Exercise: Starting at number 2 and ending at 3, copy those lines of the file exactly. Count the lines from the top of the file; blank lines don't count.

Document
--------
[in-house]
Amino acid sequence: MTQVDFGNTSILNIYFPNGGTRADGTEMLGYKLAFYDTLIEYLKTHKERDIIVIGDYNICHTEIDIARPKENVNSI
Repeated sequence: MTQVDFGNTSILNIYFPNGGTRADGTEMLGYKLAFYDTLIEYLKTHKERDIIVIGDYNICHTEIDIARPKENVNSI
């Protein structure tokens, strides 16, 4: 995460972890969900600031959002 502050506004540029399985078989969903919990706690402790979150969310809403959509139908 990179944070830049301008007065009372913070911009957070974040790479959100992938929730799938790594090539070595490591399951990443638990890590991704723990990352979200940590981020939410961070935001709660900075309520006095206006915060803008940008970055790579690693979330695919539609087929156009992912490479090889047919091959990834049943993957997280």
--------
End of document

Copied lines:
Amino acid sequence: MTQVDFGNTSILNIYFPNGGTRADGTEMLGYKLAFYDTLIEYLKTHKERDIIVIGDYNICHTEIDIARPKENVNSI
Repeated sequence: MTQVDFGNTSILNIYFPNGGTRADGTEMLGYKLAFYDTLIEYLKTHKERDIIVIGDYNICHTEIDIARPKENVNSI